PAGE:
Two patents were received in AFL’s conductor accessories division. The first patent is for “Cable Support Devices and Assemblies.” This design supports AFL’s FTTx solution, notably the end user’s focus on minimizing pole penetrations when attaching hardware. The multi-drop thimble eye allows up to four drops to be dead ended at a pole using a single bolt as an attachment.
The second patent for conductor accessories is “Galloping Motion Disruptors and Methods for Reducing Conductor Galloping.” The Galloping Motion Disruptor (GMD) changes the cross-sectional profile of a transmission conductor, reducing the wind energy effect that causes large movement of the conductor, which could lead to damage. This patented design allows easier installation and less shipping costs.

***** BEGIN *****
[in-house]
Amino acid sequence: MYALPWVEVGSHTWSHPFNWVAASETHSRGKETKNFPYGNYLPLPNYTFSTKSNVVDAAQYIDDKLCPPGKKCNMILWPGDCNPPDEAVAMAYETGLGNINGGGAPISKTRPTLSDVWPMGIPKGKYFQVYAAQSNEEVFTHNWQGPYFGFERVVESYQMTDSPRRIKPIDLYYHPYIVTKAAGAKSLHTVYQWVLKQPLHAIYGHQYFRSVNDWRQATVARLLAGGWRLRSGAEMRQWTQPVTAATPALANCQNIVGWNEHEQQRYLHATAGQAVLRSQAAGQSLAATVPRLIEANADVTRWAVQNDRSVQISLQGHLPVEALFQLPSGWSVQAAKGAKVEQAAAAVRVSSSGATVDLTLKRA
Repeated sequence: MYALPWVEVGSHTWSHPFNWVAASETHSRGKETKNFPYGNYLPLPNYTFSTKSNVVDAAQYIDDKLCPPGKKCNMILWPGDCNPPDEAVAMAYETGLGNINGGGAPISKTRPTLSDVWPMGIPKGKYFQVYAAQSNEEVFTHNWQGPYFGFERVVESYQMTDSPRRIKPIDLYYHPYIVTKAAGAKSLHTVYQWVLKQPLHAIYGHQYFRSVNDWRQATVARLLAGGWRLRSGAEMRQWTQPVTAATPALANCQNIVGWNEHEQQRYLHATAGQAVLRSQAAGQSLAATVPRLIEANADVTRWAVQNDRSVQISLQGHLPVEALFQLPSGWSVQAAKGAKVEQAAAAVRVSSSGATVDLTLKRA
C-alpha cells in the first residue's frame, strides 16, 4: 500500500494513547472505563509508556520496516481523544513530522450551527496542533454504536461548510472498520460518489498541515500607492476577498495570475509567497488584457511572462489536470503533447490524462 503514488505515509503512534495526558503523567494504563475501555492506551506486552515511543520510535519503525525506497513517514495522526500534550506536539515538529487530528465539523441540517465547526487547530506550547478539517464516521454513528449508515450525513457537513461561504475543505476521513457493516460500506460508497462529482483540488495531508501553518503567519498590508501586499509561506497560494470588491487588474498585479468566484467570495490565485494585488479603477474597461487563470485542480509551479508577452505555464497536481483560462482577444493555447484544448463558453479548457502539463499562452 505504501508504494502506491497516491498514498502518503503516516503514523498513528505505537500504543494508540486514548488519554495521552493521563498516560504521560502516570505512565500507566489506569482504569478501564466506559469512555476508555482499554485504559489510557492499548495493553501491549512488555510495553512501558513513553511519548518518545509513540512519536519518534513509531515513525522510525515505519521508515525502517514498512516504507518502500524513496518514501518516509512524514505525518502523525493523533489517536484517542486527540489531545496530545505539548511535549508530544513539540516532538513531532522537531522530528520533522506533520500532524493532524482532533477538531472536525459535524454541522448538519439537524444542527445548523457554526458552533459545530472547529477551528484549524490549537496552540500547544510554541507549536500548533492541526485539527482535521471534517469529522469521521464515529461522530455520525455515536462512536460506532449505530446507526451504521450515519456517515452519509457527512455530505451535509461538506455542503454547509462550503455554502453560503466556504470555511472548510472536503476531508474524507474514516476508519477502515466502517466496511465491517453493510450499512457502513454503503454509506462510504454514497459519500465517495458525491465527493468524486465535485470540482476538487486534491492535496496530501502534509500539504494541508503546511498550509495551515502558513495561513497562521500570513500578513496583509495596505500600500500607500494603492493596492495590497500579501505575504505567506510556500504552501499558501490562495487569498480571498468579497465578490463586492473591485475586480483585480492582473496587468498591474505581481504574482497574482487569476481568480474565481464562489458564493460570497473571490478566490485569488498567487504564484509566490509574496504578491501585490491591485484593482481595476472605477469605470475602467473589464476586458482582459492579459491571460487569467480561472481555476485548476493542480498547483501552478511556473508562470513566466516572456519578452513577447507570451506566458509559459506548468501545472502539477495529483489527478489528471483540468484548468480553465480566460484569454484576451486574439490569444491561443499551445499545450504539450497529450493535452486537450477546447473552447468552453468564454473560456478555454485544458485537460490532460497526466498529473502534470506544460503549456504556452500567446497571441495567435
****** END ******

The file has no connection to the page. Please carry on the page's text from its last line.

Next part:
The next patent is for “Downhole Strain Sensing Cables.” This cable is designed for installation in oil and gas downhole applications that detect ground movement or strain within the well to assist in efficient well utilization and management.
Lastly, the Test & Inspection division received a patent for “Optical Testing Devices and Related Methods.” The patent allows an OTDR to automatically initiate a test when the OTDR test jumper is connected to a network. After the test jumper has been disconnected from the network, from sensing the unloaded signal, the OTDR will automatically start another test when the test jumper is reconnected to a network.